The Whippoorwill Farm community supported agriculture program is still accepting members for the coming season, after a wobbly financial year.
The CSA, which serves between 300 to 400 families each summer, moved in 2004 from Thimble Farm to a 43-acre lot of farm land off the Vineyard Haven-Edgartown Road.
The space has better potential, according to farm manager Andrew Woodruff, but it has presented more problems, from poor irrigation to a lack of capital and, last year, a bad growing season.
Announcing an operating deficit of $81,600 last fall, the CSA appealed to its members for additional donations to help keep the enterprise afloat.
It received more than $40,000 in additional contributions in September but despite the donations the farm closed early in November, ahead of the posted date of Thanksgiving.
Now with the farm poised to open for business Mr. Wooddruff acknowledges that the membership numbers are currently below even conservative estimates.
“There are many reasons why CSA members could be hesitating to sign up,” he wrote in an e-mail to past members. “If you have been on the fence about joining, now is the time to make your reservation. If you have friends who might be interested in the CSA, please encourage them to give us a try. We are excited about this year and believe you won’t be disappointed.”
CSA members are initiated by purchasing shares in the farm’s produce, with share holders entitled to portions of whatever is harvested on the farm each week. Whippoorwill offers a sliding scale of payment schemes, from a full seasonal share which feeds three plus at $760 form mid-June to Thanksgiving to a full five-week small share, feeding one to two people available from mid-July to mid-October.
For those who do have shares, the news is good.
An upgraded greenhouse features foot-high tomato plants and a wide range of seedlings. Outside, peas, beets, carrots, onions and potatoes are growing and, after a break of several years, U-Pick Strawberries are back. Fenced off from browsing deer, the berry patch is due to be open to CSA members by next week and later to the public if there is enough to go around.
“I am relieved to tell you that we are in better shape going into this season than any I can remember,” wrote Mr. Woodruff in a recent newsletter to CSA members.
“I feel we are poised to have the best season ever, as long as the weather cooperates, because we have our labor in place, our equipment running and a master plan for planting and caring for our diverse crops that will make the farming operation more efficient and productive.”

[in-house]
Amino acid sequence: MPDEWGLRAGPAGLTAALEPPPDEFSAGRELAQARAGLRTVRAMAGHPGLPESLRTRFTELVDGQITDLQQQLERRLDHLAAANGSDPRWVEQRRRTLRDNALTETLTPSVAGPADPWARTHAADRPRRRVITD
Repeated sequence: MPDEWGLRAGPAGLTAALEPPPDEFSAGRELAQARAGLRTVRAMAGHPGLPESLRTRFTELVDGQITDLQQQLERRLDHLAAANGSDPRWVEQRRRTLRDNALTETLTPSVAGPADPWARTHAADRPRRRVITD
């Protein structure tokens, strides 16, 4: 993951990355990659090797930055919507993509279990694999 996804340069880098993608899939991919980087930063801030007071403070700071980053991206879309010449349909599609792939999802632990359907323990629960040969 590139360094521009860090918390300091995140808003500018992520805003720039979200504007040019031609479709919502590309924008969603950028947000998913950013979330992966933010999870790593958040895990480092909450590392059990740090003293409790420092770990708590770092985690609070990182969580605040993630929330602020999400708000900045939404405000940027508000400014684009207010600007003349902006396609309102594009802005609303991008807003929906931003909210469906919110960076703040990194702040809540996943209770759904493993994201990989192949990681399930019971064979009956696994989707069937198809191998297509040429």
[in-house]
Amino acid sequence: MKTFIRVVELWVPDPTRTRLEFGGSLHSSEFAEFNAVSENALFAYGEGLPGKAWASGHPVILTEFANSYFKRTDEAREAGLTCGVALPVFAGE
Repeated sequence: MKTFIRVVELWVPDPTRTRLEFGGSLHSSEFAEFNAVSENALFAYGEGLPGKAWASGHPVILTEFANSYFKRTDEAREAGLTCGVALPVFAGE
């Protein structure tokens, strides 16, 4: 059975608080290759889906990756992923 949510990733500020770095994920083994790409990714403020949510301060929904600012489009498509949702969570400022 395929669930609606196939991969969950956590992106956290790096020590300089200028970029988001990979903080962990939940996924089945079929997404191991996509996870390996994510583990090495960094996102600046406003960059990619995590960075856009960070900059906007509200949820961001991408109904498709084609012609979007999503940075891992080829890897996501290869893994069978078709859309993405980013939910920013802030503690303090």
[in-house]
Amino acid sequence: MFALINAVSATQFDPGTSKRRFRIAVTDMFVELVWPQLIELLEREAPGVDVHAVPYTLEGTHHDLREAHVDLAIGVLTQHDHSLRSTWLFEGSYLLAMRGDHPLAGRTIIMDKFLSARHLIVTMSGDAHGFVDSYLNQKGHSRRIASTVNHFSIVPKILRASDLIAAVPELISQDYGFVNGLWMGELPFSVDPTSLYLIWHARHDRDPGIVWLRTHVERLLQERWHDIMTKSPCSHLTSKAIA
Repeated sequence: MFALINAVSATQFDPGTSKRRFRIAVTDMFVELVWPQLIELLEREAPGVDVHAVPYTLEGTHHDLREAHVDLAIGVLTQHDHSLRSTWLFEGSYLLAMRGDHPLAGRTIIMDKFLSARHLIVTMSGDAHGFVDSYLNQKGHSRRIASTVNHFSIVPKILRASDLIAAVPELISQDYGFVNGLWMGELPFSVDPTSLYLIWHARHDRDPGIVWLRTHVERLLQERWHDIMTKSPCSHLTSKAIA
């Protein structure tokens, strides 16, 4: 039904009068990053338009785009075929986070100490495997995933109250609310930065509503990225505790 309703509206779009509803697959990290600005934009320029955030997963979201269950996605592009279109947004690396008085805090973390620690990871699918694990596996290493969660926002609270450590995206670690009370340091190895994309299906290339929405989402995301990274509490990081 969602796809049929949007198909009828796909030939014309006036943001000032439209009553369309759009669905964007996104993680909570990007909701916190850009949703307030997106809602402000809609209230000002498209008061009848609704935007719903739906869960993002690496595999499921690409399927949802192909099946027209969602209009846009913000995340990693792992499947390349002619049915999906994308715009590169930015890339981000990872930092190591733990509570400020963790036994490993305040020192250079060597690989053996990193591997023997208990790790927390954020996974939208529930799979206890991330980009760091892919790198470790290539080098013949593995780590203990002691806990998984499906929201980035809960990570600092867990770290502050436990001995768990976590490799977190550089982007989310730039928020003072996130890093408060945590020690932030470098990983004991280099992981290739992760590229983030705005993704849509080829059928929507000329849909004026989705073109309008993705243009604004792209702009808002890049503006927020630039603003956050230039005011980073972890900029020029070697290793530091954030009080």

For every 26.000 words spoken, someone says “farm.”
That’s according to the online British National Text Corpus.
In another arguable point of interest, farms are more popular on paper, where the word ranks 1,461th and is written once out of every 14,000 words.
More trenchant analysis of Island agriculture has been provided by all previous writers of this column but sadly this represents much of what this reporter knows about the subject to date.
On Saturday morning I walked to the garden where my roommate’s grandfather, Don, was at work in his vegetable patch. The plan was to exchange a few pleasantries and be on my way to breakfast, but Don had different ideas.
“Wanna help,” he said, with no hint of a question mark. Moments later I was getting a planting lesson wearing his garden gloves.
Shovel, hoe, pull out plant from pot holder —
“Be careful! I want an artist’s hands at work,” Don barked, coaching from a chair outside the vegetable garden.
Loosen the soil again, plant the seedling, and fill. Then the most crucial part: press down around the plant, making sure to keep the lower leaves free of soil.
Don, who is 88, plants things that he likes to eat and he knows will work — lettuce requires too many chemicals to fight off rabbits, and there are a few summer’s worth of corn before corn borers get wind of it.
Everything being planted Saturday was tried and true though, and by mid-August each seedling would be producing food.
Before long we had planted peppers, zucchinis, onions and cucumbers. They joined rows of potatoes and tomatoes at the rear of the patch. The work is far from done though: a big stack of straw bales sits waiting to be distributed for one thing, and there are dahlias to be planted.
“There’ll be more to do,” said my new mentor as he headed back down the garden.
This column is meant to reflect all aspects of agricultural activity and farm life on the Vineyard. To get in touch with Sam Bungey, please call 508-627-4311, extension 133, or e-mail him at firstname.lastname@example.org.